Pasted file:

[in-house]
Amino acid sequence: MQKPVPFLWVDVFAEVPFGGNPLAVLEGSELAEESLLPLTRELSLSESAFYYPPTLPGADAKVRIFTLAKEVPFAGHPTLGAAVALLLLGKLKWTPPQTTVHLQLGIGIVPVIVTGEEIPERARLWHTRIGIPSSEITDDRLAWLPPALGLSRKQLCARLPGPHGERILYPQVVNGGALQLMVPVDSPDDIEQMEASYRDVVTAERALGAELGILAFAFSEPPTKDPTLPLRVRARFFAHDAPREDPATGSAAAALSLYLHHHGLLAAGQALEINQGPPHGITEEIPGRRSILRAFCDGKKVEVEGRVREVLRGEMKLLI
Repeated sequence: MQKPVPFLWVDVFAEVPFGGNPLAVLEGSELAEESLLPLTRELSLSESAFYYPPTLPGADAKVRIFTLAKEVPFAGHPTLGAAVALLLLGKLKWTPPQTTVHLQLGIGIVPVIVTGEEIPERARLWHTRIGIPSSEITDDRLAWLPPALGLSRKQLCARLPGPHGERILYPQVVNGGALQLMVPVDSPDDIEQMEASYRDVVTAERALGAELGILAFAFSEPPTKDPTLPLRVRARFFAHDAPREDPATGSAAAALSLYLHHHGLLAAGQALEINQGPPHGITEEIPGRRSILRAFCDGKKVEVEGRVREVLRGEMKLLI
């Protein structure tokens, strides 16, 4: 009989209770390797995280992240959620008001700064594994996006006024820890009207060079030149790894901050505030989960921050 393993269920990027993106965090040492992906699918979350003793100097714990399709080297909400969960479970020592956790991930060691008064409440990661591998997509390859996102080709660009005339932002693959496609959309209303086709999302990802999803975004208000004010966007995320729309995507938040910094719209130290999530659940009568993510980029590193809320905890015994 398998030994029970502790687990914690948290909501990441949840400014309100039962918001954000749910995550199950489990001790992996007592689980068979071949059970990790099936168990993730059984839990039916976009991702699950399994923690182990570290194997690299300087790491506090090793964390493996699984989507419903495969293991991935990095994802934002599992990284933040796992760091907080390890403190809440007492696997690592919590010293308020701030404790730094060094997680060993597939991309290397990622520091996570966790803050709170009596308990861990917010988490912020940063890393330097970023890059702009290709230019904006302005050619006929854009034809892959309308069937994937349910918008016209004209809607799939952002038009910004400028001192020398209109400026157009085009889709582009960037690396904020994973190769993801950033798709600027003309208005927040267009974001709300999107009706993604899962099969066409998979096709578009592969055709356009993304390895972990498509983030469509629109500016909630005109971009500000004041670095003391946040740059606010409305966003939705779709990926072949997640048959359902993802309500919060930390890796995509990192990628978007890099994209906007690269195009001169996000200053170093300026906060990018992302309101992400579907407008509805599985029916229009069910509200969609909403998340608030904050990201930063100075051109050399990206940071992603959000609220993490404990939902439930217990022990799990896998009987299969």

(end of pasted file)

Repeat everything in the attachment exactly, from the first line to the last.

[in-house]
Amino acid sequence: MQKPVPFLWVDVFAEVPFGGNPLAVLEGSELAEESLLPLTRELSLSESAFYYPPTLPGADAKVRIFTLAKEVPFAGHPTLGAAVALLLLGKLKWTPPQTTVHLQLGIGIVPVIVTGEEIPERARLWHTRIGIPSSEITDDRLAWLPPALGLSRKQLCARLPGPHGERILYPQVVNGGALQLMVPVDSPDDIEQMEASYRDVVTAERALGAELGILAFAFSEPPTKDPTLPLRVRARFFAHDAPREDPATGSAAAALSLYLHHHGLLAAGQALEINQGPPHGITEEIPGRRSILRAFCDGKKVEVEGRVREVLRGEMKLLI
Repeated sequence: MQKPVPFLWVDVFAEVPFGGNPLAVLEGSELAEESLLPLTRELSLSESAFYYPPTLPGADAKVRIFTLAKEVPFAGHPTLGAAVALLLLGKLKWTPPQTTVHLQLGIGIVPVIVTGEEIPERARLWHTRIGIPSSEITDDRLAWLPPALGLSRKQLCARLPGPHGERILYPQVVNGGALQLMVPVDSPDDIEQMEASYRDVVTAERALGAELGILAFAFSEPPTKDPTLPLRVRARFFAHDAPREDPATGSAAAALSLYLHHHGLLAAGQALEINQGPPHGITEEIPGRRSILRAFCDGKKVEVEGRVREVLRGEMKLLI
């Protein structure tokens, strides 16, 4: 009989209770390797995280992240959620008001700064594994996006006024820890009207060079030149790894901050505030989960921050 393993269920990027993106965090040492992906699918979350003793100097714990399709080297909400969960479970020592956790991930060691008064409440990661591998997509390859996102080709660009005339932002693959496609959309209303086709999302990802999803975004208000004010966007995320729309995507938040910094719209130290999530659940009568993510980029590193809320905890015994 398998030994029970502790687990914690948290909501990441949840400014309100039962918001954000749910995550199950489990001790992996007592689980068979071949059970990790099936168990993730059984839990039916976009991702699950399994923690182990570290194997690299300087790491506090090793964390493996699984989507419903495969293991991935990095994802934002599992990284933040796992760091907080390890403190809440007492696997690592919590010293308020701030404790730094060094997680060993597939991309290397990622520091996570966790803050709170009596308990861990917010988490912020940063890393330097970023890059702009290709230019904006302005050619006929854009034809892959309308069937994937349910918008016209004209809607799939952002038009910004400028001192020398209109400026157009085009889709582009960037690396904020994973190769993801950033798709600027003309208005927040267009974001709300999107009706993604899962099969066409998979096709578009592969055709356009993304390895972990498509983030469509629109500016909630005109971009500000004041670095003391946040740059606010409305966003939705779709990926072949997640048959359902993802309500919060930390890796995509990192990628978007890099994209906007690269195009001169996000200053170093300026906060990018992302309101992400579907407008509805599985029916229009069910509200969609909403998340608030904050990201930063100075051109050399990206940071992603959000609220993490404990939902439930217990022990799990896998009987299969």